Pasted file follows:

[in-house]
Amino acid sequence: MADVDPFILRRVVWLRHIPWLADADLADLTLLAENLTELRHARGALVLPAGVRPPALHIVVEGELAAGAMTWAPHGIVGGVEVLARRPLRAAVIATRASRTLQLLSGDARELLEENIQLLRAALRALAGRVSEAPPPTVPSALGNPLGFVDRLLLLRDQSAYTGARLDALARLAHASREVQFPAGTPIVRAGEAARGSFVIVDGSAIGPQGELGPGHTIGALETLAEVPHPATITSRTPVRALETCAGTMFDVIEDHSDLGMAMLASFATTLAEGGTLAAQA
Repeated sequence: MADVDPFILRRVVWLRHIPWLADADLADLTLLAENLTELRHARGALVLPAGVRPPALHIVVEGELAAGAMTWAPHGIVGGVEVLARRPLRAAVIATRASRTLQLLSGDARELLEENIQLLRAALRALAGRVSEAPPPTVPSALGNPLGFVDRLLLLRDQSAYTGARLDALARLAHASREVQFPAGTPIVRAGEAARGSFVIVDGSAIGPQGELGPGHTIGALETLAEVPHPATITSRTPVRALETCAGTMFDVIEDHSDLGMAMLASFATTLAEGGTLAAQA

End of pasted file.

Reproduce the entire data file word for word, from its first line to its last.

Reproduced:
[in-house]
Amino acid sequence: MADVDPFILRRVVWLRHIPWLADADLADLTLLAENLTELRHARGALVLPAGVRPPALHIVVEGELAAGAMTWAPHGIVGGVEVLARRPLRAAVIATRASRTLQLLSGDARELLEENIQLLRAALRALAGRVSEAPPPTVPSALGNPLGFVDRLLLLRDQSAYTGARLDALARLAHASREVQFPAGTPIVRAGEAARGSFVIVDGSAIGPQGELGPGHTIGALETLAEVPHPATITSRTPVRALETCAGTMFDVIEDHSDLGMAMLASFATTLAEGGTLAAQA
Repeated sequence: MADVDPFILRRVVWLRHIPWLADADLADLTLLAENLTELRHARGALVLPAGVRPPALHIVVEGELAAGAMTWAPHGIVGGVEVLARRPLRAAVIATRASRTLQLLSGDARELLEENIQLLRAALRALAGRVSEAPPPTVPSALGNPLGFVDRLLLLRDQSAYTGARLDALARLAHASREVQFPAGTPIVRAGEAARGSFVIVDGSAIGPQGELGPGHTIGALETLAEVPHPATITSRTPVRALETCAGTMFDVIEDHSDLGMAMLASFATTLAEGGTLAAQA